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Ünder Linden - Ünder Linden CD (album) cover


Ünder Linden


Symphonic Prog

3.36 | 26 ratings

From, the ultimate progressive rock music website

Cesar Inca
Special Collaborator
Honorary Collaborator
4 stars After years and years of creating a cult following and actively pursuing the perpetuation of prog rock in their native Argentina (this band also works as organizer of the annual Sinfo-Prog festival, at La Plata), Ünder Linden has finally made it - the release of their debut album. This instrumental ensamble is so well ordained and cohesive that it is comes as no wonder that you find aout that all of them individually are veteran experts with a long past as prog rockers. This band is full of skills on an individual level, but generally speaking, the showing off comes more recurrently from the ensemble itself than from pyrotechnical duels between this and that musician. having said that, it is clear that the compositions are arranged and performed in order to allow the guitar and violin share most of the spotlight, with the keyboards mostly creating background atmospheres and pertinent orchestration, plus very occasional soloing. Even this statement has to be understood as a symptom of the band's pristine musical sensibility, since the guitat and violin leads are perfectly based on the main melodic structure of the underlying theme that happens to be developing at the moment. Also, their moments of duelling are very controlled, but none of this means that the band lacks energy or uses it with neglect - on the contrary, both the patently powerful moments and the reflective ones are delivered with crucial energy and emotional allusions. Classic Camel and Focus (their symphonic side) come out as their major influences, with additional influences from UK, Hackett-era Genesis and melodic hard rock a-la Satriani/Vai. The rhythm section is very polished and very tight, in this way impeccably complementing the overall atmospheres sustained by the keyobards and enhanced on the guitar and violin's lines. The opener 'New-New / Danza de Ballenas' starts with soaring cosmic textures, based on low-tone keyboard layers upon which the bass, guitar and violin ramble for a while with phrases and/or effects. Once the mid-tempo is set on, the main theme goes settling in, gradually going to a faster crescendo that is so full of majesty that the listener must feel moved by it. 'Desolación' is just a scene of a door opening, sounds of wind and the door closing, just a prelude to 'En la Piedad de los Dioses', a piece the somewhat follows the path of the opening piece: it starts with a sense of serenity that borders on sheer melancholy, before a second section wraps things up in a more dynamic manner, albeit keeping things relaxing (ocasionally reminding me of KBB at their softest). 'Casi Fue' is focused on the melancholic side of Ünder Linden, even straying a bit apart from standard symphonic prog and elaning closer to Satriani's slow tracks: the energy is still there, but this time is it clearly constrained in terms of both composition and delivery. The level of power takes a dramaic turn upwards with 'El Conducto', one of the most explosive numbers of the album. It recaptures the prog vibe of tracks 1 and 3, only to take it to a more robust dimension. The band deals with the tempo and mood variances without losing an inch of focus on the track's overall spirit - 'El Conducto 'is a second highlight after the amazing opener. 'Gravitaciones' kind of drags the rocking flourishes of the preceding track, even flirting with melodic hard rock in places. By now, the album has reached a very interesting level of musical power, and surely the symphonic-prog fiendly listener has felt hooked on this band for a while. 'El Cortito M.K.' finds the band returning to the Satriani/Vai influence, at least for a couple of minutes (I suspect that this pieces is performed only by the trio of guitar-bass- drum). Anyway, 'M.K.' seems like an interlude within the whole repertoire's scheme. 'Tiburón en Marcha' (Spanish for 'Shark on the Road'), despite its title alluding images of animal horror movies from the late 70s and early 80s, is neither creepy nor aggressive at all. It is actually the band's most candid exercise on melancholic moods, based on their most simplistic melodic idea: the ambience is not sad, but relaxing, even refreshing. This is very pertinent, since the last two pieces are designed to increase the intensity. Don't be fooled by the opening textures of 'Linden', full of languid mystery as they are - for the second half, things will speed up in an explicit fashion, turning into an exciting progressive voyage that totally confirms the Camel-meets-Focus reference. 'Parafinal' is credited as a bonus track (like a homage to Farenheit, an older band that a few members of UL used to play in), but it actually works as a proper closure for the album. It's got enough dynamics and complexity as to bring a pleasant final taste in the heart and mid of the listener: the sense of joy reflected in the main motif and enthusiastic performances make this track sound like a marriage of Camel, Crucis and early solo Hackett. Definitely, these last two tracks are other highlights to consider the value of this "Ünder Linden" album as a whole. Arguably, this is the most accomplished Argentinean symphonic prog album of the year; undisputedly, Únder Linden is a band that has earned to be acknowledged as a major symphonic prog act nowadays, both Latin-America wide and worldwide. I have said this before (and some others have, too): a whole bunch of the best current prog items comes from outside the predominant Middle European/British/North American scenes, and this album proves it for one more time.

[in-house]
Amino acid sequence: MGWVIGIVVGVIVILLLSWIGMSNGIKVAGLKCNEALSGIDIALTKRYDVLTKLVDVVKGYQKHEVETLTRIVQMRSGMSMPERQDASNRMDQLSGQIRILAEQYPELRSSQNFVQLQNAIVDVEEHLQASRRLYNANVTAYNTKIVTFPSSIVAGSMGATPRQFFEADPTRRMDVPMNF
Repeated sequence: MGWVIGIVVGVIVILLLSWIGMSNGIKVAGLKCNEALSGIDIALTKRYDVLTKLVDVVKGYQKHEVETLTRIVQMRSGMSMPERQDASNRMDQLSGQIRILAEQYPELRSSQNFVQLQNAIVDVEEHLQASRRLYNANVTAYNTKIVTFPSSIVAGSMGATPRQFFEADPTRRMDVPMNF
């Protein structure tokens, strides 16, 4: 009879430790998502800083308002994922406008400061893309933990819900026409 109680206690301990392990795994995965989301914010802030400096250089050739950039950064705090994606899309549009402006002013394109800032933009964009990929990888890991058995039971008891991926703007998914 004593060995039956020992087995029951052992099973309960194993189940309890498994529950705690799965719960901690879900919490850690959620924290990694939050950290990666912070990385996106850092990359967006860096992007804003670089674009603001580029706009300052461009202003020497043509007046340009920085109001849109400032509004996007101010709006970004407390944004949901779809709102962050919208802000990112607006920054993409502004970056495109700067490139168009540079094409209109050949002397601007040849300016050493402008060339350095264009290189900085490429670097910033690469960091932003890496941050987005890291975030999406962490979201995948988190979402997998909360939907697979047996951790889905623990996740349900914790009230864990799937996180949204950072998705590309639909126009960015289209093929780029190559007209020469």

Cesar Inca | 4/5 |


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